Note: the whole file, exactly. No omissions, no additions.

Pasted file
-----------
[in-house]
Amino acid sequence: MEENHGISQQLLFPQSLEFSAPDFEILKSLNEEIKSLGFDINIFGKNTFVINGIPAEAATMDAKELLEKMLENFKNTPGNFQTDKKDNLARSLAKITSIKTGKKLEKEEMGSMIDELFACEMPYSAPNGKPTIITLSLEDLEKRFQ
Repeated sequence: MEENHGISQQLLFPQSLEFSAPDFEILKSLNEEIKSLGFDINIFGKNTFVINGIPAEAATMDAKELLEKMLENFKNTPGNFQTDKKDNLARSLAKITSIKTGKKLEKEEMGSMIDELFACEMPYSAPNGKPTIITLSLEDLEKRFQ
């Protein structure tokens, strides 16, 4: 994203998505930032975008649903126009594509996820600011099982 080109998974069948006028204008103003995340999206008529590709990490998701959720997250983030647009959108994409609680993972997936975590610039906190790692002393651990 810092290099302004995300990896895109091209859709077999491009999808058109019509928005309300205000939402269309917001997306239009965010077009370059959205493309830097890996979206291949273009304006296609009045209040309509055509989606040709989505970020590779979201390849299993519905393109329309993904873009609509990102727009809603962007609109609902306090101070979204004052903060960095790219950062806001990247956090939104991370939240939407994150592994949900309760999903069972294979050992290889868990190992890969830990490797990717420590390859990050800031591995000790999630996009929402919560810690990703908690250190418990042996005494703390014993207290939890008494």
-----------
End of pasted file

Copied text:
[in-house]
Amino acid sequence: MEENHGISQQLLFPQSLEFSAPDFEILKSLNEEIKSLGFDINIFGKNTFVINGIPAEAATMDAKELLEKMLENFKNTPGNFQTDKKDNLARSLAKITSIKTGKKLEKEEMGSMIDELFACEMPYSAPNGKPTIITLSLEDLEKRFQ
Repeated sequence: MEENHGISQQLLFPQSLEFSAPDFEILKSLNEEIKSLGFDINIFGKNTFVINGIPAEAATMDAKELLEKMLENFKNTPGNFQTDKKDNLARSLAKITSIKTGKKLEKEEMGSMIDELFACEMPYSAPNGKPTIITLSLEDLEKRFQ
């Protein structure tokens, strides 16, 4: 994203998505930032975008649903126009594509996820600011099982 080109998974069948006028204008103003995340999206008529590709990490998701959720997250983030647009959108994409609680993972997936975590610039906190790692002393651990 810092290099302004995300990896895109091209859709077999491009999808058109019509928005309300205000939402269309917001997306239009965010077009370059959205493309830097890996979206291949273009304006296609009045209040309509055509989606040709989505970020590779979201390849299993519905393109329309993904873009609509990102727009809603962007609109609902306090101070979204004052903060960095790219950062806001990247956090939104991370939240939407994150592994949900309760999903069972294979050992290889868990190992890969830990490797990717420590390859990050800031591995000790999630996009929402919560810690990703908690250190418990042996005494703390014993207290939890008494």